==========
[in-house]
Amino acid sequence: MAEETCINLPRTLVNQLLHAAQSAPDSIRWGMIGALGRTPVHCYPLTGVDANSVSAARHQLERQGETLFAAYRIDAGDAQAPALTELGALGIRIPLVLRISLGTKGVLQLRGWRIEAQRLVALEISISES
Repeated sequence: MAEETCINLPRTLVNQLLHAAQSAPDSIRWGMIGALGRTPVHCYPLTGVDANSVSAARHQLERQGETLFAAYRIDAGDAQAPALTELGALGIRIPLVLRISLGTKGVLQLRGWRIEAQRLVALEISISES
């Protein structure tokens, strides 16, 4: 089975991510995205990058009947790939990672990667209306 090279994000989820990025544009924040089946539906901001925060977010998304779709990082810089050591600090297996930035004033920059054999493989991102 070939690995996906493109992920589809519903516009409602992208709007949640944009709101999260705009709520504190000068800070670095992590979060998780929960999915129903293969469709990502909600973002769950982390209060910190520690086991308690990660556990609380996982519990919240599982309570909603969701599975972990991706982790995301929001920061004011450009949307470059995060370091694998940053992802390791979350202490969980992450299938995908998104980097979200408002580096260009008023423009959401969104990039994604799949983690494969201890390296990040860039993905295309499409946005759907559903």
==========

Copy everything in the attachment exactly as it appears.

[in-house]
Amino acid sequence: MAEETCINLPRTLVNQLLHAAQSAPDSIRWGMIGALGRTPVHCYPLTGVDANSVSAARHQLERQGETLFAAYRIDAGDAQAPALTELGALGIRIPLVLRISLGTKGVLQLRGWRIEAQRLVALEISISES
Repeated sequence: MAEETCINLPRTLVNQLLHAAQSAPDSIRWGMIGALGRTPVHCYPLTGVDANSVSAARHQLERQGETLFAAYRIDAGDAQAPALTELGALGIRIPLVLRISLGTKGVLQLRGWRIEAQRLVALEISISES
């Protein structure tokens, strides 16, 4: 089975991510995205990058009947790939990672990667209306 090279994000989820990025544009924040089946539906901001925060977010998304779709990082810089050591600090297996930035004033920059054999493989991102 070939690995996906493109992920589809519903516009409602992208709007949640944009709101999260705009709520504190000068800070670095992590979060998780929960999915129903293969469709990502909600973002769950982390209060910190520690086991308690990660556990609380996982519990919240599982309570909603969701599975972990991706982790995301929001920061004011450009949307470059995060370091694998940053992802390791979350202490969980992450299938995908998104980097979200408002580096260009008023423009959401969104990039994604799949983690494969201890390296990040860039993905295309499409946005759907559903």